The lack of diversity that characterises worldwide businesses will be the subject of a severe shift over the next two decades, while countries such as Britain and the US will have a major role to play to usher in the change, according to an industry expert.

In the US, women only account for 6% of chief executives of S&P 500 companies and for 20% of executive board members, while in Britain women in full-time jobs still earn 9.1% less than their male counterparts.

Richard Nesbitt, chief executive officer of the Global Risk Institute in Financial Services, believes that while a lot of progress has been made since the turn of the millennium to increase the number of women in senior roles, there is a lot more work to be done.

Speaking to IBTimes UK, at the recent launch of his new book, Results at the Top, Nesbitt said: "We have seen progress in politics but advances in the corporate world have been very slow.

"It [the lack of women in senior roles] is a cultural problem and will not change overnight, but at the same time women should not simply accept that the process will remain slow in the future."

The success of figures such as Federal Reserve chairwoman Janet Yellen, former Yahoo! chief executive Marissa Mayer and Lockheed Martin CEO Marillyn Hewson, to name but a few, could prove crucial for future generations.

According to Nesbitt, the success of women currently in senior roles will act as the catalyst for a momentous change over the next two decades.

"There's going to be more change over the next 20 years than we have seen over the last two decades," he explained.

"Men should be sponsoring gender diversity, as it is in their interest."

For years, Nesbitt said, there has been a misguided perception that the only women who could aspire to an executive role were those who shared the strong personalities and approach normally associated with their male counterparts.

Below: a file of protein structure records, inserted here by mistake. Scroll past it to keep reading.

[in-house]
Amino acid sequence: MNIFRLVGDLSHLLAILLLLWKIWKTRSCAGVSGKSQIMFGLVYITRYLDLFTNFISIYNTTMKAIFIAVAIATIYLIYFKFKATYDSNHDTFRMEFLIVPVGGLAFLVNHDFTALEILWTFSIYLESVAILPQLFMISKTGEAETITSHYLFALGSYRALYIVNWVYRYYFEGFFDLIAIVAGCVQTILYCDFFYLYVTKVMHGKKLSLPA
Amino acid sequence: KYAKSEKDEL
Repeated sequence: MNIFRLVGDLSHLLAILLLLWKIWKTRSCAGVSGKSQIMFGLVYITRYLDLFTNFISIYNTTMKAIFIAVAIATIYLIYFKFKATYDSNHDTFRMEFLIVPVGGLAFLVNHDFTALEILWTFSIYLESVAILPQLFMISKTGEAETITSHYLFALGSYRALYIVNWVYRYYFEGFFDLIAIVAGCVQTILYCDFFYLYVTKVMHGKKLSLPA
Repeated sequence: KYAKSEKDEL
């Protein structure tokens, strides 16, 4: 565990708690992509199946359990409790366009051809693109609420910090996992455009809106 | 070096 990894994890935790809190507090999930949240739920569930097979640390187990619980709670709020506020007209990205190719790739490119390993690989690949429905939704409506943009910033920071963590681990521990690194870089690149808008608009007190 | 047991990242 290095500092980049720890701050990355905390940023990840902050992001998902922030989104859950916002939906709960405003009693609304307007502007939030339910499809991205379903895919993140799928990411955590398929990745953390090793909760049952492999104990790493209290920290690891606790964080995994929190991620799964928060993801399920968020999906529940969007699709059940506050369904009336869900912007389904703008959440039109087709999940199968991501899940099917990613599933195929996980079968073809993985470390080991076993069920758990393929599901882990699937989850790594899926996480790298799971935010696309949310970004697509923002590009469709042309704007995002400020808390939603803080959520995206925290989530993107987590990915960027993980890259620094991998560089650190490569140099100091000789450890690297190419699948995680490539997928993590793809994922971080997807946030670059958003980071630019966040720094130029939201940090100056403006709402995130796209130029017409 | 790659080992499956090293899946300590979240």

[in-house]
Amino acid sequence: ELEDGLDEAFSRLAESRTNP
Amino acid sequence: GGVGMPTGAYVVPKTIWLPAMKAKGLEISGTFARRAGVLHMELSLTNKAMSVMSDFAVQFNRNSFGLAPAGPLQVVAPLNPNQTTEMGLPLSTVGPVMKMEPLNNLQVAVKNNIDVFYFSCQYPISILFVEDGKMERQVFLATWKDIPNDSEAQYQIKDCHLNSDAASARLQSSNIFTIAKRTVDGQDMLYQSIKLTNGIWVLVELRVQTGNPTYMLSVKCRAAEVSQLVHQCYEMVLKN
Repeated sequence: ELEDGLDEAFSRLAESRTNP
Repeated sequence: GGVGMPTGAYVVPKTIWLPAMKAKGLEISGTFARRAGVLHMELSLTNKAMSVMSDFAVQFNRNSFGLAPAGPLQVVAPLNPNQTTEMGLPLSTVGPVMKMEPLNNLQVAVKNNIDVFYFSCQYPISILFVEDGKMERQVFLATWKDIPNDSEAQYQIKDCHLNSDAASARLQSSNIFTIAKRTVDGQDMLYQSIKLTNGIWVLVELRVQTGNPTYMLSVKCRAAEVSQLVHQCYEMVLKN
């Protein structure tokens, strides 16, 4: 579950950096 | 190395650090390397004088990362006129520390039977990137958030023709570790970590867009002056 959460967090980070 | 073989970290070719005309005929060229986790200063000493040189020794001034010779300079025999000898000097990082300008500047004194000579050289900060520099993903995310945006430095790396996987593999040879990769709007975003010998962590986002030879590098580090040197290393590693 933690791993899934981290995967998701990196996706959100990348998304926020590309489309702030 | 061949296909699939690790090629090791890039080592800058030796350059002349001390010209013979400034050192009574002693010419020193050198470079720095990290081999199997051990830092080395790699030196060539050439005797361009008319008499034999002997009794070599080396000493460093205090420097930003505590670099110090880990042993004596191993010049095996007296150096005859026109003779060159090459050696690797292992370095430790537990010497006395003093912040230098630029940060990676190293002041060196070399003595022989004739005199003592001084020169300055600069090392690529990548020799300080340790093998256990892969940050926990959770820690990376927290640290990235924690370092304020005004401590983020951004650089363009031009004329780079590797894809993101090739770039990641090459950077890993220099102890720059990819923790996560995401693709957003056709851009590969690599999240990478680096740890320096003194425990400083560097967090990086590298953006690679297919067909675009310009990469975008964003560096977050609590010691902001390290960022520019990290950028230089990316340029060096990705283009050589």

However, research over the last 10 years has found that women and men should complement each other in the workplace, rather than replace each other.

Richard Nesbitt
Nesbitt spoke to IBTimes UK at the launch of his latest book. Wiley

"Think of Margaret Thatcher," Nesbitt, who is also a visiting professor at the London School of Economics, explained.

"Everyone thought she was brilliant at her job because she acted like a man. But that is not the process we should be following, we should encourage diversity instead."

More diverse boards provide better results

The Canadian added that while researching for his latest book, 58 of the 60 surveys on gender diversity he analysed showed more diverse boards provided better results in the corporate world.

He added that were companies in the US and in Britain to actively promote change to ensure a more diverse representation on their boards, they would be more than likely to outperform some of their rivals.

That, in turn, would have the two-fold effect of proving to investors gender diversity should be championed and of convincing other companies and countries to follow suit.

"Diversity is important as it leads to discussions and questions instead of group thinking, which in turns improves governance," he said.

"In 2007, Royal Bank of Scotland only had two women on its boards. Perhaps the response to the crisis would have been different with a more diverse board and the same applies to Uber."

Paradoxically, more diverse boards could be the direct result of an increasingly polarised gender divide at academic level.

In Britain, women are now 35% more likely than men to go to university and the gap is widening every year to the point where a baby girl born in 2016 will be 75% more likely to go to university than a boy, if current trends continue.

In the US, meanwhile, 60% of future graduates are expected to be women. That, Nesbitt warned, posed the risk of men feeling left behind and seeing their chances curtailed.